Physiological characterization and identification of the NOx utilizing quotas of an autotrophic mixed population to the purification of exhaust gases

Project: Research area

Description

Waste gases CO and NOx can support the growth of autotrophic microorganisms. The best studied bacterial groups are the aerobic CO-oxidizing bacteria. The problems are the chemical and physical properties of CO and NOx. Such low concentrations react extremely slow under standard conditions and their solubility in water is low. Nitric oxide or, in a more precise nomenclature, nitrogen monoxide autoxidation in the aqueous phase yields nitrite and not nitrate: 4 NO + O2 + 2 H2O => 4 NO2- + 4 H+. This simple equation involves a complex chemistry with generation of intermediate, highly oxidizing species. In contrast to them NO2 reacts vastly with water to yield HNO2 and HNO3. In the gas phase the free radical nitrogen dioxide exits in equilibrium with its dimer N2O4. The dimer reacts rapidly in aqueous solution to form nitrite and nitrate.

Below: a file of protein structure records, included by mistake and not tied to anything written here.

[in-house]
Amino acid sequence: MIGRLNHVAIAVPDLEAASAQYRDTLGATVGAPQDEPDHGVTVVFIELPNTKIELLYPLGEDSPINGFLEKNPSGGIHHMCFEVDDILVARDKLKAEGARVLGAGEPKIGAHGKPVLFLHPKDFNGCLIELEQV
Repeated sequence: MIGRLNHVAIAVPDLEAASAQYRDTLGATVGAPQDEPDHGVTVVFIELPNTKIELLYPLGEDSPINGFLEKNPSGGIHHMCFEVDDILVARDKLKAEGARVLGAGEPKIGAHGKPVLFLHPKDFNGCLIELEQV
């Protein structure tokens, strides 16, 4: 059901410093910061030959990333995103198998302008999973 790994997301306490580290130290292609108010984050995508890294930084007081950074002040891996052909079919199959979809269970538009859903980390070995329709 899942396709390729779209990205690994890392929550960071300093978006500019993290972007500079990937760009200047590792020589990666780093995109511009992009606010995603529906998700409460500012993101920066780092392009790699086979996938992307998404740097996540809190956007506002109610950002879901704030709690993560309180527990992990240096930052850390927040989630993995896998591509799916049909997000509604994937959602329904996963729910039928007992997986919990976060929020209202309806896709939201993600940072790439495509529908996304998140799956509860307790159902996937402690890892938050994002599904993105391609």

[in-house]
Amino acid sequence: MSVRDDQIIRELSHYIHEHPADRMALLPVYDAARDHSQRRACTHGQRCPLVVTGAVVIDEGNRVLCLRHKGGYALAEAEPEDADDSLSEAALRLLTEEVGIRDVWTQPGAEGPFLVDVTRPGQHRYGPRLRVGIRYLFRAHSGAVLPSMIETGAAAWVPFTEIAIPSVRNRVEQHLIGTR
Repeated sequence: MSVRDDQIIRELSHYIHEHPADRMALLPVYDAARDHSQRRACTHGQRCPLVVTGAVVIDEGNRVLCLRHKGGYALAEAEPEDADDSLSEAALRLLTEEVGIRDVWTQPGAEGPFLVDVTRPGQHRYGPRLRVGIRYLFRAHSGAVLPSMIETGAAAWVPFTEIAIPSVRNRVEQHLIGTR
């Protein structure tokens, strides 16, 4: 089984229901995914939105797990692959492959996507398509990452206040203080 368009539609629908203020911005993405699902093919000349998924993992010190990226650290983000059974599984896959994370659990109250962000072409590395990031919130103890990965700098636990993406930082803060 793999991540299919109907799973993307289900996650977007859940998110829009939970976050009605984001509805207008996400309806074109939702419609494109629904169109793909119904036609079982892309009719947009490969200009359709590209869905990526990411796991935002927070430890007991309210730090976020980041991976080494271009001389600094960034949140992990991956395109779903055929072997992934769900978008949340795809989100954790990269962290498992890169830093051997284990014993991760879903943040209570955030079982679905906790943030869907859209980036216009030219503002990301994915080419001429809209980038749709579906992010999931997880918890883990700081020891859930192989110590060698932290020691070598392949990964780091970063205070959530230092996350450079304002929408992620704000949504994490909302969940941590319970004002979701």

Nitrification, the oxidation of reduced nitrogen compounds and denitrification, the reductions of oxidized nitrogen compounds are two of the dominant driving forces in the microbiological nitrogen metabolism. The major recent advance has been to establish that nitric oxide is an intermediate in the denitrification pathway. The microbial and enzymatic basis of NO and N2O production and consumption is not exact clear. Both compounds are intermediates in the sequential reduction pathway of nitrate or nitrite by denitrifiers and nitrifiers, and both are consumed by this microbial group.

In contrast to d...(this text has been cut automatically)
StatusFinished
Effective start/end date1/08/9731/08/98